Chinese lantern causes huge blaze at British recycling plant
More than 200 firefighters fought a major blaze at a recycling plant in Britain yesterday after a Chinese lantern set 100,000 tonnes of paper and plastic alight.
Ten firefighters suffered minor injuries as they battled the fire at the plant in Smethwick, just outside Birmingham in central England, the local fire department said. The blaze sent a massive plume of smoke rising 1,800 metres into the sky which could be seen for miles around.
"Two officers have been hospitalised and another eight have been treated at the scene," a spokeswoman for the fire service said last night.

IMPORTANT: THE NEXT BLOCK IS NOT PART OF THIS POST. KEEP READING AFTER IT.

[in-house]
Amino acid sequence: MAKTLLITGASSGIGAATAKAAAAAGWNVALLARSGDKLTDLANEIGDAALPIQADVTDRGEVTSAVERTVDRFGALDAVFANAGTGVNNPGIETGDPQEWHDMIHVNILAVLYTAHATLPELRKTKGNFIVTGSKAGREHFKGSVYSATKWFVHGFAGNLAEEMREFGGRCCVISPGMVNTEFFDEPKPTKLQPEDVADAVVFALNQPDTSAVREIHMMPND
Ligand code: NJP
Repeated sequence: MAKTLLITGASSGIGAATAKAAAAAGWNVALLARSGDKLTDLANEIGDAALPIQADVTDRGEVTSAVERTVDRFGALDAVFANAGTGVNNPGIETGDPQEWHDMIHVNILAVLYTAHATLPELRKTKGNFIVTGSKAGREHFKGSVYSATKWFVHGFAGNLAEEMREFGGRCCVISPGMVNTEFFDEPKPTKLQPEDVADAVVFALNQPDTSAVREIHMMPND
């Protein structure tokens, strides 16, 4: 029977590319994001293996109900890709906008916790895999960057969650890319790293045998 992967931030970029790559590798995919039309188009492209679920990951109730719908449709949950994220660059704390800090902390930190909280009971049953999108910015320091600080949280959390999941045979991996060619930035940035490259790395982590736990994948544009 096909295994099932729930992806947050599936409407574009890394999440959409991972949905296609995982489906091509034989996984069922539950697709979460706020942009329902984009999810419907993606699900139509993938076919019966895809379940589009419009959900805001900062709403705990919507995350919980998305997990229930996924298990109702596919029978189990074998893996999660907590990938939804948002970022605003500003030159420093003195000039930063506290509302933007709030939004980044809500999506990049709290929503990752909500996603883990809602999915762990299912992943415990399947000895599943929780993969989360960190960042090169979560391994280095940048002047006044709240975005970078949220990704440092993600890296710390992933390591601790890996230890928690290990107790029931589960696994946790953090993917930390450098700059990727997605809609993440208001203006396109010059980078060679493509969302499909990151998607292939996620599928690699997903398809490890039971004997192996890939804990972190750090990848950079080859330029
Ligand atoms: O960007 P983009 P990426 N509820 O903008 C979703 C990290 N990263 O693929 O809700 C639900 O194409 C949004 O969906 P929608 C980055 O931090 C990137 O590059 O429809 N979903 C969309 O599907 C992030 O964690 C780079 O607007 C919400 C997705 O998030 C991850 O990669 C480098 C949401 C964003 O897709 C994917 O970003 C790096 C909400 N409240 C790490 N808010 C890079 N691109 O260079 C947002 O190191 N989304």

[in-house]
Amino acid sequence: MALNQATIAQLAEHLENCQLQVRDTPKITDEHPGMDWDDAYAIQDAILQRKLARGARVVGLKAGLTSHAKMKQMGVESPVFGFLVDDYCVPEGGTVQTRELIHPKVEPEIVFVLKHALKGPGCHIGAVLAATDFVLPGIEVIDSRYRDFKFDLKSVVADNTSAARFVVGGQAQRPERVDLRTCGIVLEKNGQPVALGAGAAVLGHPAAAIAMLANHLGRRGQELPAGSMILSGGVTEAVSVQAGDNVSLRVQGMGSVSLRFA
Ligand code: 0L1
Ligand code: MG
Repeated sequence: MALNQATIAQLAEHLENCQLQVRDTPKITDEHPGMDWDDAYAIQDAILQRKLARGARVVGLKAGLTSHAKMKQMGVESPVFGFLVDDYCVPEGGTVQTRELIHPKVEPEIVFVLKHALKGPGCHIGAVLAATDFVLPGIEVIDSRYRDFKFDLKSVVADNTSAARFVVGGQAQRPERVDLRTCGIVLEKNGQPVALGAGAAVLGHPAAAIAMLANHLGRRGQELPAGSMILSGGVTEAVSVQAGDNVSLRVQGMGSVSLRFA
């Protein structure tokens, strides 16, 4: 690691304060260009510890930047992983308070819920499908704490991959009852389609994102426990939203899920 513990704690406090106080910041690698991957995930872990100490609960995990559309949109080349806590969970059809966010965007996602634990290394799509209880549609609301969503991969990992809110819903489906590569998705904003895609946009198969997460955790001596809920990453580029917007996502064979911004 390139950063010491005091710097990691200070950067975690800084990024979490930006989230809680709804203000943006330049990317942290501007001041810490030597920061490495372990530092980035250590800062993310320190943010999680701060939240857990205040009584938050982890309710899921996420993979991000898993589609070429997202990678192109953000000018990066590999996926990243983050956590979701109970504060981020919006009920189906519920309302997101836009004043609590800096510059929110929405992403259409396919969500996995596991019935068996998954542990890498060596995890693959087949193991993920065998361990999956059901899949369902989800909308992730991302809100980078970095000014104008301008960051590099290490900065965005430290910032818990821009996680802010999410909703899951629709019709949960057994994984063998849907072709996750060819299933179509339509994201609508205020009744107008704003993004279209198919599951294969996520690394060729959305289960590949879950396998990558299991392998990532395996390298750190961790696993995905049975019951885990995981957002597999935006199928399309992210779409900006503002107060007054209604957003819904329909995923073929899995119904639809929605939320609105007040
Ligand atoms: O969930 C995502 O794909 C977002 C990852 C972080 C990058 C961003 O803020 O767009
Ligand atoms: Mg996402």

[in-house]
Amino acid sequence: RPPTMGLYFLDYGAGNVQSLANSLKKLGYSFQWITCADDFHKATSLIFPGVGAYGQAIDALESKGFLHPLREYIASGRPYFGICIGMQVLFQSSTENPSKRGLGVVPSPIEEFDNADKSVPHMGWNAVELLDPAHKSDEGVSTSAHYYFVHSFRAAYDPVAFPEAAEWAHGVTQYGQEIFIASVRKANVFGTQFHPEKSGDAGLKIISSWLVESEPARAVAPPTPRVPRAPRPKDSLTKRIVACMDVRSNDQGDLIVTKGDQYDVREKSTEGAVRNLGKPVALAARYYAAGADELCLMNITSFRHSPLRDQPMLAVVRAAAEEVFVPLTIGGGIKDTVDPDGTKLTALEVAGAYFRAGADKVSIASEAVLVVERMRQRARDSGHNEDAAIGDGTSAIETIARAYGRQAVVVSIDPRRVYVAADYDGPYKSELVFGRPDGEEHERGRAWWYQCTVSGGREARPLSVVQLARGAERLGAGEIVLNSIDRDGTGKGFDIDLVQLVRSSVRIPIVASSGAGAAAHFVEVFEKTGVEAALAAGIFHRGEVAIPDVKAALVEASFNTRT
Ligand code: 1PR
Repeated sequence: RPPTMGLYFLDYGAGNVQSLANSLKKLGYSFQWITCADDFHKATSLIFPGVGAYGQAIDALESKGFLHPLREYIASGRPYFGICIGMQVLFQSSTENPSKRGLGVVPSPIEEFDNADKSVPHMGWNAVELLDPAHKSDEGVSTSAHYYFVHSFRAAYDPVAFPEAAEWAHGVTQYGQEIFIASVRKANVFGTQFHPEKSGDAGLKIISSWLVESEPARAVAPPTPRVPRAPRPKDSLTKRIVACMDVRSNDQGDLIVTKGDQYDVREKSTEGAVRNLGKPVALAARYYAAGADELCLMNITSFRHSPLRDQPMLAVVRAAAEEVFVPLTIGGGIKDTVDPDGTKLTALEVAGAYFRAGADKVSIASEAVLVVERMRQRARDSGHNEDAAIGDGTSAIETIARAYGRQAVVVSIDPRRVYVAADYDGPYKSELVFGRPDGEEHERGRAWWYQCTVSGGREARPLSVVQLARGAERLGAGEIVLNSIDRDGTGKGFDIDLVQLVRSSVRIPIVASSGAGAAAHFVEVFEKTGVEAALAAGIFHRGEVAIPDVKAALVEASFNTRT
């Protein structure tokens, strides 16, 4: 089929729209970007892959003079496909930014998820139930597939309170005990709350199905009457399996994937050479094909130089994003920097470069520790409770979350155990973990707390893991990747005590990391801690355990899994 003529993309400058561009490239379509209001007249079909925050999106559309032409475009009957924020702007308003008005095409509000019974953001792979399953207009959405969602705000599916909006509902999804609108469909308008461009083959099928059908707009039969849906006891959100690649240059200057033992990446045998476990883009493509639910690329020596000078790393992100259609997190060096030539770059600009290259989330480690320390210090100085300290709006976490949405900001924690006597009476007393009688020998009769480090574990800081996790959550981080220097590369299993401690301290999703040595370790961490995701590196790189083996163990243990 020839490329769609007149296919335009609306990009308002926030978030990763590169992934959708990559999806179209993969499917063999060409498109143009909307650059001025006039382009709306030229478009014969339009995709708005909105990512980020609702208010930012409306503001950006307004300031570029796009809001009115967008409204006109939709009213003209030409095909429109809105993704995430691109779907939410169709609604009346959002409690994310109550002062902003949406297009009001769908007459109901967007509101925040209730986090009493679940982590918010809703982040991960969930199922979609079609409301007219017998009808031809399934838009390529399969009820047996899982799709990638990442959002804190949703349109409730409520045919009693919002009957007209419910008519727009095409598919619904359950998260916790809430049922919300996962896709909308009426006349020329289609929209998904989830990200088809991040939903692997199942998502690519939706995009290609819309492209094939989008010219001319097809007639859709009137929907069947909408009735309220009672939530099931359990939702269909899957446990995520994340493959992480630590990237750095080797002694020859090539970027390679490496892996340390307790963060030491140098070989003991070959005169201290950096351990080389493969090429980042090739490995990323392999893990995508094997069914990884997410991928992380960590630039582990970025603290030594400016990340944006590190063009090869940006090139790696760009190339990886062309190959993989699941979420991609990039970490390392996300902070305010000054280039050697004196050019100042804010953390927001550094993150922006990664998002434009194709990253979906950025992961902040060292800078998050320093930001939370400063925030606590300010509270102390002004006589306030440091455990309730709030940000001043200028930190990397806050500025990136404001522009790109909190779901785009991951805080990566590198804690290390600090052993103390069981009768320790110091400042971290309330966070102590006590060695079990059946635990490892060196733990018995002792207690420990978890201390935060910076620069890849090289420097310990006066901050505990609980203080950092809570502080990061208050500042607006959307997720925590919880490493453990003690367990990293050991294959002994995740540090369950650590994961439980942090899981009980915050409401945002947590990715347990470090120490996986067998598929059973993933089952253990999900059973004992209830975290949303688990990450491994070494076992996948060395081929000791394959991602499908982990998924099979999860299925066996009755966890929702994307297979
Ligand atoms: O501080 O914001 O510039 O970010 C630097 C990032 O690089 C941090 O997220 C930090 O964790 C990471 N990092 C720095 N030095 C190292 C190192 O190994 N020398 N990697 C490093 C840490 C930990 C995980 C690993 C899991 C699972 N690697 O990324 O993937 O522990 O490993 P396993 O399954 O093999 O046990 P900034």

The service added in a message on its Twitter page: "Major fire at Smethwick caused by a Chinese lantern - make sure you use them safely."
Emergency services were called to the fire at the J & A Young plant, which is on an industrial estate, at around 11pm on Sunday night.
Paper sky lanterns are increasingly popular at British celebrations, but there are growing concerns about their potential to cause fires.
The lanterns - which are essentially small hot-air balloons - have been banned in countries including Australia and the US states of Hawaii and Illinois.
Manufacturers say they should never be used near dry crops or within five miles of an airport.